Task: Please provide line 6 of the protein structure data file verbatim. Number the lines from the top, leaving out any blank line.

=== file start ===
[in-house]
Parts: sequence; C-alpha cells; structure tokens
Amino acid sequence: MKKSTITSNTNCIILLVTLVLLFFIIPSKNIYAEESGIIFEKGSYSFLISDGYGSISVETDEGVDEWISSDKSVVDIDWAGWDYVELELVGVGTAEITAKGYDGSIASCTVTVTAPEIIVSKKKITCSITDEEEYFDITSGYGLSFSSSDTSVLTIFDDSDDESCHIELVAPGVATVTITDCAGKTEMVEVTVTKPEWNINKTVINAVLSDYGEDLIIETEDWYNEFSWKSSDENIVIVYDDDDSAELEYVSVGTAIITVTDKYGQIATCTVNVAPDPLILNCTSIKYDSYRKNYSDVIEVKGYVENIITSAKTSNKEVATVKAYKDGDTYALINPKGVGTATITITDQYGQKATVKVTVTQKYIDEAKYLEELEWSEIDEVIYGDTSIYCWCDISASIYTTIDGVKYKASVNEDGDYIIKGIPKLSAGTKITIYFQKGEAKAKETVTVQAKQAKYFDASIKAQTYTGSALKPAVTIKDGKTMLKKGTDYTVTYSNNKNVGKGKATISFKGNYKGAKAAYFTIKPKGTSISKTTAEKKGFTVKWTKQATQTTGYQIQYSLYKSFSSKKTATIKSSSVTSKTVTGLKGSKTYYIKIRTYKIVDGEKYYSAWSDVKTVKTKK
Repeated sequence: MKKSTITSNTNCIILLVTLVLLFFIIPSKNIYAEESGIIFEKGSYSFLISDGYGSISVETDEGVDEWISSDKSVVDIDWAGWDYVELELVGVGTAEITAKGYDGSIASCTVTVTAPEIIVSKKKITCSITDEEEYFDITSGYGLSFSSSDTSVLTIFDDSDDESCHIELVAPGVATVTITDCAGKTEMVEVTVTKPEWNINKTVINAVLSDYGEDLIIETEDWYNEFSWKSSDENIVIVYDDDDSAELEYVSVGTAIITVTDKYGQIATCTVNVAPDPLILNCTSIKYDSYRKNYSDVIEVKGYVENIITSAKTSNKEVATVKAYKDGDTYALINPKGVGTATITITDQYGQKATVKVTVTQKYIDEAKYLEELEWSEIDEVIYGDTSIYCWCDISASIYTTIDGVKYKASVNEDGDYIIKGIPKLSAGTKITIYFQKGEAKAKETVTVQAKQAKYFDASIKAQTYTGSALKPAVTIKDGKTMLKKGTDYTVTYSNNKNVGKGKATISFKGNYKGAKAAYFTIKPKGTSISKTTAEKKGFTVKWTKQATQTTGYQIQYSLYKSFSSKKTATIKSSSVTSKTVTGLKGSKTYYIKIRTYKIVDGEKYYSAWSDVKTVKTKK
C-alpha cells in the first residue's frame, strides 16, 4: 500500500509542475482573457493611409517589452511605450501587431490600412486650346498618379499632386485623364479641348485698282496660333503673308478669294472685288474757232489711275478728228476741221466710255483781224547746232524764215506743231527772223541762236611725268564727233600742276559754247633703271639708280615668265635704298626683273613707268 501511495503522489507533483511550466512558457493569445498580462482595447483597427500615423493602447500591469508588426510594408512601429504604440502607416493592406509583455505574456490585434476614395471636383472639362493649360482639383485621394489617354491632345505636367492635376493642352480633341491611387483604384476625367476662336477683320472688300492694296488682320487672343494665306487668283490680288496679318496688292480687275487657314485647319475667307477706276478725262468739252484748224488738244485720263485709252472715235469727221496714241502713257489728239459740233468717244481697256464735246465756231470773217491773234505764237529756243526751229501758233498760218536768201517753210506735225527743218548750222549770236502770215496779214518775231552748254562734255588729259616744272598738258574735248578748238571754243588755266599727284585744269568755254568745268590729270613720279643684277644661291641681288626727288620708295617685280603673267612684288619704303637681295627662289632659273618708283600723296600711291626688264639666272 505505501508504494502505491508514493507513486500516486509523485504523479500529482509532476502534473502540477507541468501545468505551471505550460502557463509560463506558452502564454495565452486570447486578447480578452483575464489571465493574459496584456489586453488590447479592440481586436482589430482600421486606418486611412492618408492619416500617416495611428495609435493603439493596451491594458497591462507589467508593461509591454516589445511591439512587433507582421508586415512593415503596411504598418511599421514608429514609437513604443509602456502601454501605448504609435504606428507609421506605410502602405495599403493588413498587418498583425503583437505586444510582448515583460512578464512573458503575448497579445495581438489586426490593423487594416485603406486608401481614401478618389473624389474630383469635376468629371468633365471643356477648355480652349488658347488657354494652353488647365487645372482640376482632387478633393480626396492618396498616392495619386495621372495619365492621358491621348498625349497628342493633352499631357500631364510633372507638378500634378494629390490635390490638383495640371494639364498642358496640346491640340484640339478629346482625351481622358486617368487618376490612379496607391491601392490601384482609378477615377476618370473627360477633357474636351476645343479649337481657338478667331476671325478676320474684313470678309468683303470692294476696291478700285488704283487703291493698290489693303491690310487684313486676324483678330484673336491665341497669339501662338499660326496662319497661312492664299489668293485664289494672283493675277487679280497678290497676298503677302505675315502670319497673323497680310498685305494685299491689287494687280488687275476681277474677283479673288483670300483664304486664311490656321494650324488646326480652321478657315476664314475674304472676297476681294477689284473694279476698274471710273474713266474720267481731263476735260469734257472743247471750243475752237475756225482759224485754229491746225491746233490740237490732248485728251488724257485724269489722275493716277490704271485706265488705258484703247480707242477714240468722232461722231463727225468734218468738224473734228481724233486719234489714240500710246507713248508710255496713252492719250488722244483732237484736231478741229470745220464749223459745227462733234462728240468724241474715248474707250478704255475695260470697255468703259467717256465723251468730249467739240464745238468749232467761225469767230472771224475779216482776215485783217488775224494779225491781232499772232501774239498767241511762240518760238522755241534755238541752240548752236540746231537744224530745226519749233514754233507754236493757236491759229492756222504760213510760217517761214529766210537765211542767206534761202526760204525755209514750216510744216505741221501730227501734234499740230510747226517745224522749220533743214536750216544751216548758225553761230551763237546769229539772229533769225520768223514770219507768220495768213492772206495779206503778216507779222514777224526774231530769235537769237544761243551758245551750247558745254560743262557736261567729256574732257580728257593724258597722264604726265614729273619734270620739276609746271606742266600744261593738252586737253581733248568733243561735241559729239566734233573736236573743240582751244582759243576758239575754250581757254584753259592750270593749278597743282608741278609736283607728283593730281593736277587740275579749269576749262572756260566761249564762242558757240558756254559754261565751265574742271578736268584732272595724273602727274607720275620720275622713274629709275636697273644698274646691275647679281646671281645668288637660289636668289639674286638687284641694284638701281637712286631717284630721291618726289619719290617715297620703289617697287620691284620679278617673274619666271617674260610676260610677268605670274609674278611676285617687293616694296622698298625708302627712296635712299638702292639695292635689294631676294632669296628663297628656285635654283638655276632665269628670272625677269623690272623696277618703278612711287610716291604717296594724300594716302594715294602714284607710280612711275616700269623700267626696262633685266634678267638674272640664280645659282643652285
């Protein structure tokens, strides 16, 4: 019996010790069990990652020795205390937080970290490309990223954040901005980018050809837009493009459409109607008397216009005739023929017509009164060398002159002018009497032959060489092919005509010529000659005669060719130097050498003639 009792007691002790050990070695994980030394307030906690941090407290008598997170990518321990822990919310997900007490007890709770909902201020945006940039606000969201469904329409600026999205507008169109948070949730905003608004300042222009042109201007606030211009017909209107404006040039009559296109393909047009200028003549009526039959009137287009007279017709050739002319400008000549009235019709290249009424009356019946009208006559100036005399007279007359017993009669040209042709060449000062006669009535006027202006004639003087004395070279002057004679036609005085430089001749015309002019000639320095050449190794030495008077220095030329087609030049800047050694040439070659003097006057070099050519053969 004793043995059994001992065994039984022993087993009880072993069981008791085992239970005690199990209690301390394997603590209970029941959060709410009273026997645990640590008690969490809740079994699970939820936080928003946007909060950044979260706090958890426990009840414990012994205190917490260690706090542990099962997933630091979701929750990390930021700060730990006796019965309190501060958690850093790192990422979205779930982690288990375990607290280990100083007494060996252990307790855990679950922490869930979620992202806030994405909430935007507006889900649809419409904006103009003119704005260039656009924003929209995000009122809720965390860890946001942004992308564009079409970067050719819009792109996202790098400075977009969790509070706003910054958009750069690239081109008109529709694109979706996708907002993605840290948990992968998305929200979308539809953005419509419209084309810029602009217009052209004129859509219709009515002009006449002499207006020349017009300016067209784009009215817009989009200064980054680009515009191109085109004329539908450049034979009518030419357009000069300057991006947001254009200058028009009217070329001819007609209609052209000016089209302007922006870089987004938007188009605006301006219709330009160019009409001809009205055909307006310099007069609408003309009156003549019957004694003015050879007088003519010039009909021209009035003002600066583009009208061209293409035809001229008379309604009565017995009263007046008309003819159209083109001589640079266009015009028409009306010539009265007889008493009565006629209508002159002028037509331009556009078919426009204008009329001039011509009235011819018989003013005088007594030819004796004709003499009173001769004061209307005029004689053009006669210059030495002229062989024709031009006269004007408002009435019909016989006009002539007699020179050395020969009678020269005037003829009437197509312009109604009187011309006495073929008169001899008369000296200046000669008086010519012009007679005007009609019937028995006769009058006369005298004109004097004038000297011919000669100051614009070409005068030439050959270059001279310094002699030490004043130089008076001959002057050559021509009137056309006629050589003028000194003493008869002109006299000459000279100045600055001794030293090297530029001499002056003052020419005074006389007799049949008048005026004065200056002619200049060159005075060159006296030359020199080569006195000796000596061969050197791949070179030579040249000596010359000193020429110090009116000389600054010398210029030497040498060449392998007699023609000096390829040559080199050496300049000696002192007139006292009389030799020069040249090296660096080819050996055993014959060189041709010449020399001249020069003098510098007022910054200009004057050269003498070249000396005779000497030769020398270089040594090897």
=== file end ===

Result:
């Protein structure tokens, strides 16, 4: 019996010790069990990652020795205390937080970290490309990223954040901005980018050809837009493009459409109607008397216009005739023929017509009164060398002159002018009497032959060489092919005509010529000659005669060719130097050498003639 009792007691002790050990070695994980030394307030906690941090407290008598997170990518321990822990919310997900007490007890709770909902201020945006940039606000969201469904329409600026999205507008169109948070949730905003608004300042222009042109201007606030211009017909209107404006040039009559296109393909047009200028003549009526039959009137287009007279017709050739002319400008000549009235019709290249009424009356019946009208006559100036005399007279007359017993009669040209042709060449000062006669009535006027202006004639003087004395070279002057004679036609005085430089001749015309002019000639320095050449190794030495008077220095030329087609030049800047050694040439070659003097006057070099050519053969 004793043995059994001992065994039984022993087993009880072993069981008791085992239970005690199990209690301390394997603590209970029941959060709410009273026997645990640590008690969490809740079994699970939820936080928003946007909060950044979260706090958890426990009840414990012994205190917490260690706090542990099962997933630091979701929750990390930021700060730990006796019965309190501060958690850093790192990422979205779930982690288990375990607290280990100083007494060996252990307790855990679950922490869930979620992202806030994405909430935007507006889900649809419409904006103009003119704005260039656009924003929209995000009122809720965390860890946001942004992308564009079409970067050719819009792109996202790098400075977009969790509070706003910054958009750069690239081109008109529709694109979706996708907002993605840290948990992968998305929200979308539809953005419509419209084309810029602009217009052209004129859509219709009515002009006449002499207006020349017009300016067209784009009215817009989009200064980054680009515009191109085109004329539908450049034979009518030419357009000069300057991006947001254009200058028009009217070329001819007609209609052209000016089209302007922006870089987004938007188009605006301006219709330009160019009409001809009205055909307006310099007069609408003309009156003549019957004694003015050879007088003519010039009909021209009035003002600066583009009208061209293409035809001229008379309604009565017995009263007046008309003819159209083109001589640079266009015009028409009306010539009265007889008493009565006629209508002159002028037509331009556009078919426009204008009329001039011509009235011819018989003013005088007594030819004796004709003499009173001769004061209307005029004689053009006669210059030495002229062989024709031009006269004007408002009435019909016989006009002539007699020179050395020969009678020269005037003829009437197509312009109604009187011309006495073929008169001899008369000296200046000669008086010519012009007679005007009609019937028995006769009058006369005298004109004097004038000297011919000669100051614009070409005068030439050959270059001279310094002699030490004043130089008076001959002057050559021509009137056309006629050589003028000194003493008869002109006299000459000279100045600055001794030293090297530029001499002056003052020419005074006389007799049949008048005026004065200056002619200049060159005075060159006296030359020199080569006195000796000596061969050197791949070179030579040249000596010359000193020429110090009116000389600054010398210029030497040498060449392998007699023609000096390829040559080199050496300049000696002192007139006292009389030799020069040249090296660096080819050996055993014959060189041709010449020399001249020069003098510098007022910054200009004057050269003498070249000396005779000497030769020398270089040594090897």